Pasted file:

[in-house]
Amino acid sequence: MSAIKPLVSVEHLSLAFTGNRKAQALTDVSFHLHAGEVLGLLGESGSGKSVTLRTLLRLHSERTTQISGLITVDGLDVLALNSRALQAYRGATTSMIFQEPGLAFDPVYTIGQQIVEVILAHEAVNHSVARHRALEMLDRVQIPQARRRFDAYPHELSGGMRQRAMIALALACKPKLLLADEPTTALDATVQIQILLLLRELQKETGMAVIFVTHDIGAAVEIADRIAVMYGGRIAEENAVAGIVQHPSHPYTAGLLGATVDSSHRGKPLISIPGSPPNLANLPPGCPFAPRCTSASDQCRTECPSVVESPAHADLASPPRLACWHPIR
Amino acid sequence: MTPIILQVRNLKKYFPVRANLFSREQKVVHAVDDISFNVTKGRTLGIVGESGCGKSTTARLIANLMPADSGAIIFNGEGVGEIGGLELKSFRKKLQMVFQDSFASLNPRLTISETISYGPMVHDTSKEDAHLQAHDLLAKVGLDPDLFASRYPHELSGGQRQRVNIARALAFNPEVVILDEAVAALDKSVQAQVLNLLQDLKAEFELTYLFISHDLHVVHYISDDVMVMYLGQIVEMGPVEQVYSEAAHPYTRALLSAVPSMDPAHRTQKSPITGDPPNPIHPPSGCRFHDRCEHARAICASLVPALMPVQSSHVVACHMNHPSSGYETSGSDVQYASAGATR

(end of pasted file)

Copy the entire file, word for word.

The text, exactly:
[in-house]
Amino acid sequence: MSAIKPLVSVEHLSLAFTGNRKAQALTDVSFHLHAGEVLGLLGESGSGKSVTLRTLLRLHSERTTQISGLITVDGLDVLALNSRALQAYRGATTSMIFQEPGLAFDPVYTIGQQIVEVILAHEAVNHSVARHRALEMLDRVQIPQARRRFDAYPHELSGGMRQRAMIALALACKPKLLLADEPTTALDATVQIQILLLLRELQKETGMAVIFVTHDIGAAVEIADRIAVMYGGRIAEENAVAGIVQHPSHPYTAGLLGATVDSSHRGKPLISIPGSPPNLANLPPGCPFAPRCTSASDQCRTECPSVVESPAHADLASPPRLACWHPIR
Amino acid sequence: MTPIILQVRNLKKYFPVRANLFSREQKVVHAVDDISFNVTKGRTLGIVGESGCGKSTTARLIANLMPADSGAIIFNGEGVGEIGGLELKSFRKKLQMVFQDSFASLNPRLTISETISYGPMVHDTSKEDAHLQAHDLLAKVGLDPDLFASRYPHELSGGQRQRVNIARALAFNPEVVILDEAVAALDKSVQAQVLNLLQDLKAEFELTYLFISHDLHVVHYISDDVMVMYLGQIVEMGPVEQVYSEAAHPYTRALLSAVPSMDPAHRTQKSPITGDPPNPIHPPSGCRFHDRCEHARAICASLVPALMPVQSSHVVACHMNHPSSGYETSGSDVQYASAGATR